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Getting a Concealed Carry Permit, seeking advice.

Discussion in 'Handguns: Holsters and Accessories' started by Newtoccw, Aug 21, 2011.

  1. Newtoccw

    Newtoccw New Member

    Short and simple... I am in the process of getting my permit and I am asking for practical advice on holsters, carrying, and anything else you think a new concealed carrier would benefit from.
  2. Madcap_Magician

    Madcap_Magician Well-Known Member

    You're just going to have to read around the various boards and experiment yourself. I started out on the forums new to CCW, and no matter how much I read or what advice I got, I still ended up going through multiple guns, multiple holsters, and a lot of different ammo choices.

    It's such an individual thing that what works for one person will probably not work perfectly for the next.
  3. smalls

    smalls Well-Known Member

    Step one is becoming friends with people who have lots of different guns in lots of different calibers. Shoot them all til you find one you like :).
    I, too, joined the site brand new to carrying. There is a boat load of good info here, just gotta read it all.
    My tip, though- however you decide to carry, buy a half decent holster. I started off with a garbage eBay one, and it was horrible. You don't have to spend a fortune, but remember you wear it all day, and it holds something pretty important.
  4. chhodge69

    chhodge69 Well-Known Member

    I'm going to disagree with the previous poster sort of.

    I agree with trying out many guns. find a range where you can rent some and prepare to spend some money feeding at least a half dozen different guns.

    There is no way to know, starting out, exactly what will work for you so I wouldn't drop much money on a holster at first. I experimented with blackhawk, uncle mikes and ebay cheapo crap until I found how and where "I" like to carry then went and bought a decent leather one to do the job better. You're going to fill up a drawer with holsters - don't spend more than you did on your gun.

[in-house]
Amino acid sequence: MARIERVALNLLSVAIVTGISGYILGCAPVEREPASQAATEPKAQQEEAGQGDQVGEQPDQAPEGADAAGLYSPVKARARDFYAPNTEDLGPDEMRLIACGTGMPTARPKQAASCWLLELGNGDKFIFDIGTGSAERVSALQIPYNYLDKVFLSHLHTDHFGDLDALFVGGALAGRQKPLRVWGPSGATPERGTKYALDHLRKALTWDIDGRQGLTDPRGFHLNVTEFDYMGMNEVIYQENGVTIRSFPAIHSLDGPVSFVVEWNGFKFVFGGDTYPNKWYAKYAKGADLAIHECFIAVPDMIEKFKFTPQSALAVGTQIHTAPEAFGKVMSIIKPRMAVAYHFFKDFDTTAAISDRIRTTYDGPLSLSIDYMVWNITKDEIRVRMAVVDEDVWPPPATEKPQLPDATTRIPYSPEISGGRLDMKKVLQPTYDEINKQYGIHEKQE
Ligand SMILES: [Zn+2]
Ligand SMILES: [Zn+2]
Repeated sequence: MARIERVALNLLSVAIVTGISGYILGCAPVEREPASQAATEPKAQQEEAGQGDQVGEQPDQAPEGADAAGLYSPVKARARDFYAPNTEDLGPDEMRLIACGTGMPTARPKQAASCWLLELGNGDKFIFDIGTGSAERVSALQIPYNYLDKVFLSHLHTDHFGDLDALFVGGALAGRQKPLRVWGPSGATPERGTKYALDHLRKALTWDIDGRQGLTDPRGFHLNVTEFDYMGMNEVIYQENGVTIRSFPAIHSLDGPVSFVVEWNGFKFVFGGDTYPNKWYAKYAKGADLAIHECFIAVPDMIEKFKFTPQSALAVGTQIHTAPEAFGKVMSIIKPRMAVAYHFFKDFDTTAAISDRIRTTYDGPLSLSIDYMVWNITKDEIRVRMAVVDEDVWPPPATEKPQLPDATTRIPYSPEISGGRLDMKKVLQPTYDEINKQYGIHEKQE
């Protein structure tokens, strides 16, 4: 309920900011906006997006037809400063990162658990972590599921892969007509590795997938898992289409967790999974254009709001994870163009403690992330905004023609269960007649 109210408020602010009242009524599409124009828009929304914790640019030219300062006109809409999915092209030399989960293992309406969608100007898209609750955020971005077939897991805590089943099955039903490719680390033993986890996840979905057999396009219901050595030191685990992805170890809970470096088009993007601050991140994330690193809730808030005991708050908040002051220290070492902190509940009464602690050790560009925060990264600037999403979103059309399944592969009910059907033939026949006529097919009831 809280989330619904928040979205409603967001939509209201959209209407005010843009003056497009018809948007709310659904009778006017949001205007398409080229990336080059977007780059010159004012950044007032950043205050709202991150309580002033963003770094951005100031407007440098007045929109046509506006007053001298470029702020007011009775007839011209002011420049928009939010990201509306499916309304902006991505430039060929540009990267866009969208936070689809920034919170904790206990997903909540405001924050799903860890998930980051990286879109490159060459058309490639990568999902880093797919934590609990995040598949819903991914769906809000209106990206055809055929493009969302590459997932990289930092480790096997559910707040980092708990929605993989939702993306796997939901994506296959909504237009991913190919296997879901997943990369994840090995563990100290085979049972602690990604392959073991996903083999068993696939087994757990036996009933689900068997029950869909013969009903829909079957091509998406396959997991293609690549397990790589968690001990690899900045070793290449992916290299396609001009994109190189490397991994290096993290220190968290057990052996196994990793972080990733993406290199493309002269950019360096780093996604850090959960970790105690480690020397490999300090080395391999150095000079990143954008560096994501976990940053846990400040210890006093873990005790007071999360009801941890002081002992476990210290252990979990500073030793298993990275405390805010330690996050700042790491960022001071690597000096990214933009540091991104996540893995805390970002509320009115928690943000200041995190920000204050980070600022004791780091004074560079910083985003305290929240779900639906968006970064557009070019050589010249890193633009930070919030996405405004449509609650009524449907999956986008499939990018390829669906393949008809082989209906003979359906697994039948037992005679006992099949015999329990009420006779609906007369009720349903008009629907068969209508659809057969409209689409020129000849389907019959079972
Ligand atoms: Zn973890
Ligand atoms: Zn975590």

But most importantly - GET SOME TRAINING! That ccw class is just enough to keep the sheriff from getting sued for giving you the permit. If you can't afford a class then dive into these forums and Google. I found a ton of good info at https://www.usconcealedcarry.com/index.php
  5. Bigkrackers

    Bigkrackers Well-Known Member

    I didn't have friends who had a lot of guns so I started out like most of us do; I bought a huge gun that was impractical to cc with and a crap load of cheap holsters of every design. :)

    I would have been nice if someone would have pulled me aside and told me to focus.

    For cc it's all about your comfort not what someone thinks will work for you. Its good to get advice but if you want to do it right and not waste a lot of time and money you need to figure out what feels good in your hands. This means picking up and holding a lot of guns. It could be as simple as going to one store and trying out a bunch of guns. (if you want to make friends with a LGS don't hog up his/her time if they're busy. Wait till it's slow)

    If you're not new too handguns then you should have an idea of the caliber you want in a cc gun. If you haven't made up your mind yet I would suggest not paying any attention to suggestions on which one to choose. Go rent two, three or four of the popular handgun rounds in the few of the models you liked from fondling at your LGS and pick the round you are comfortable shooting.